Moose goes through car windshield, but driver survives

After two vehicle collisions in one night involving moose in the Wadena, Sask., area, officials are warning drivers to be extra careful.

Man trapped in car with moose that was still alive, its head thrashing around

The driver of this car was trapped after a moose crashed through the windshield. Passersby got the man out of the the car, and he was taken to hospital. (Wadena Volunteer Fire Department/Facebook)

After two collisions in one night involving moose in the Wadena, Sask., area, officials are warning drivers to be extra careful.

"Just reduce speed, be very vigilant, watch the ditches," advised Brian Weber, deputy chief with the Wadena Volunteer Fire Department.

The two incidents happened Nov. 29 close to the town, which is in the east-central part of the province.

The driver of this car is lucky to be alive after a moose crashed through his windshield on the weekend. (Wadena Volunteer Fire Department/Facebook)

The first happened at about 6 p.m. CST, when a vehicle hit a moose east of the town. No one in the vehicle was injured, but the moose was killed.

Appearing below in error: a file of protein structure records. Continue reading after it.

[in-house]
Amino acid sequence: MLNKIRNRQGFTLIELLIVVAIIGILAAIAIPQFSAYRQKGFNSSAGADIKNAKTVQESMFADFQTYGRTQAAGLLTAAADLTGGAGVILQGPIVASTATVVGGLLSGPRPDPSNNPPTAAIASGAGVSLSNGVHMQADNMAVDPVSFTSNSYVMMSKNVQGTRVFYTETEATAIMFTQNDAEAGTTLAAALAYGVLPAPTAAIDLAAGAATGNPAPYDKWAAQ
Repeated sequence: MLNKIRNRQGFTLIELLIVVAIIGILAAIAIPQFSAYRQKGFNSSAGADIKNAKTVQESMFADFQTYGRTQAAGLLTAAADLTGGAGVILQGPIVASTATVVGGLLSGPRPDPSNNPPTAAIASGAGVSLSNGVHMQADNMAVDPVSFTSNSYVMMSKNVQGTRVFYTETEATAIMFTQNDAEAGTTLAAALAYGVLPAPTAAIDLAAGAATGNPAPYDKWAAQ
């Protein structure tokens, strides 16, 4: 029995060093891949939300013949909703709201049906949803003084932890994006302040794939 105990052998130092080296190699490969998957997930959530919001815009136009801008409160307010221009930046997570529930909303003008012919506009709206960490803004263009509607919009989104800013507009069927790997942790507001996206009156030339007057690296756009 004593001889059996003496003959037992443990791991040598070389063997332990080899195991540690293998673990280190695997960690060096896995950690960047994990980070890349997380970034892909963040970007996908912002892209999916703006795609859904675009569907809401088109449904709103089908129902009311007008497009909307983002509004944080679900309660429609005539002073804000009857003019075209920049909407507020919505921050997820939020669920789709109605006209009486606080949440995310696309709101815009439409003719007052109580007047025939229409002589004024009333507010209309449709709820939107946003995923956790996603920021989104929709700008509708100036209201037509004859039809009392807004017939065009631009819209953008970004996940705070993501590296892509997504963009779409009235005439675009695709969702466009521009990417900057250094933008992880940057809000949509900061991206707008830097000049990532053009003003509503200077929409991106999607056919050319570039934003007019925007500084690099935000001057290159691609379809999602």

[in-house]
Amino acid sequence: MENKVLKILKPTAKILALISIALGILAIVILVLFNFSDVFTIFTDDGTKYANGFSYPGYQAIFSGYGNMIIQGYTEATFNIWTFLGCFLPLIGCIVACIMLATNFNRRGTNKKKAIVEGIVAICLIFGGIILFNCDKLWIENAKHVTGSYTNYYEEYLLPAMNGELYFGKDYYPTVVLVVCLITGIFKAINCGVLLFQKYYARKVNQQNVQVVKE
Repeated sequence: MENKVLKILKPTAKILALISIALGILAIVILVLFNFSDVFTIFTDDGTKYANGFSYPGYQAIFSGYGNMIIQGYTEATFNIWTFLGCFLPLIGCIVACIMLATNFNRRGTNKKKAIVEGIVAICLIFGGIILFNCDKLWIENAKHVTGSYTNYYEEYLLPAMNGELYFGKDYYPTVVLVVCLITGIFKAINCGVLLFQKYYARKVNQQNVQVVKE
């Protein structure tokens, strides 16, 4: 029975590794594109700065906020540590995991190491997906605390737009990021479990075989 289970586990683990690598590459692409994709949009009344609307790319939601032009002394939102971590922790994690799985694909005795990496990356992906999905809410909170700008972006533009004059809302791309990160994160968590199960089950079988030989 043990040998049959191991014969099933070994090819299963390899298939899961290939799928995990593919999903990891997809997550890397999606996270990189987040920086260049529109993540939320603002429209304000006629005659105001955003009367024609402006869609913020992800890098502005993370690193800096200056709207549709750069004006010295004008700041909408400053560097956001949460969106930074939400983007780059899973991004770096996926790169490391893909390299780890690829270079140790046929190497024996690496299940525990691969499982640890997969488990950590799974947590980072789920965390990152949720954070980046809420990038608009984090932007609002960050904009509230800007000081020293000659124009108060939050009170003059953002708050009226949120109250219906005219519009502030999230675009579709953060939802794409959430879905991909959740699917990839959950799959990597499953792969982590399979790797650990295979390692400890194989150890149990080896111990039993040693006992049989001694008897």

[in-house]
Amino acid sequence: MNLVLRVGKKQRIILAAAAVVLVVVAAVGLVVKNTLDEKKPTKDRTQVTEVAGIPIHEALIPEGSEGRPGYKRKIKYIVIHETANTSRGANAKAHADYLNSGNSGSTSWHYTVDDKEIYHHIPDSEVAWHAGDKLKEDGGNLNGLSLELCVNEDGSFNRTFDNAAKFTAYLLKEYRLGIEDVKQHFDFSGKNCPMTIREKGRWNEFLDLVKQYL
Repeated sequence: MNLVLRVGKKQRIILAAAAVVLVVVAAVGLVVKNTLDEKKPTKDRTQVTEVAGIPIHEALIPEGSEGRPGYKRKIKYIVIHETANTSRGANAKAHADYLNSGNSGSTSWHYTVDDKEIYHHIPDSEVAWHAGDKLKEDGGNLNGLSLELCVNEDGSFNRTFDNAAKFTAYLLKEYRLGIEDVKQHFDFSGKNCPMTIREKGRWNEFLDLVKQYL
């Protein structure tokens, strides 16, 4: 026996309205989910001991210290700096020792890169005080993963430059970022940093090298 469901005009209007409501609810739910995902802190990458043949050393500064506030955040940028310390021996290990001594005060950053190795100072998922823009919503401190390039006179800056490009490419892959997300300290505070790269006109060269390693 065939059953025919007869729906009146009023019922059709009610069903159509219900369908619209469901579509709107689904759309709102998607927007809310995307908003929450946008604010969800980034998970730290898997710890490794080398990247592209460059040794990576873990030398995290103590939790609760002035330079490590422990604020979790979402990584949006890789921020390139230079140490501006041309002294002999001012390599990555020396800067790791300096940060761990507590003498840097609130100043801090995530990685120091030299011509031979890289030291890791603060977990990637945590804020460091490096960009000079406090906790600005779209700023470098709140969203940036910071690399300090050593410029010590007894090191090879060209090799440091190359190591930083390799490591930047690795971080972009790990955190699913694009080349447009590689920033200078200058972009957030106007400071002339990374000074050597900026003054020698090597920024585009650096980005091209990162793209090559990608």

The second crash was more serious. 

About 28 kilometres east of the town, a moose calf ran onto Highway 5 and was struck by a car.

The animal went through the car's windshield, injuring the man driving .

For several minutes, the man was trapped with a moose that was still alive, with its head thrashing around inside the front of the car.

Some passersby managed to get the man out, and the moose died. 

Growing problem, officials say

Weber said the man knew he was in moose country and had reduced his speed to 90 kilometres an hour in the minutes before the crash.

"The gentleman was doing everything properly, and stuff still happens," Weber said.

"It was an older car with a sturdier frame than the newer ones," he added.

The driver was taken to hospital in Wadena for treatment. 

"He's a very lucky man. Just cuts and bruises, mainly," Weber said.

The moose hazard has been growing in recent years, with more and more of them moving out of the forests onto the highwaysWeber said, adding that potentially fatal crashes can happen with no warning.

"They have really long legs," he said. "They can move out of a ditch, onto a road in a matter of seconds."


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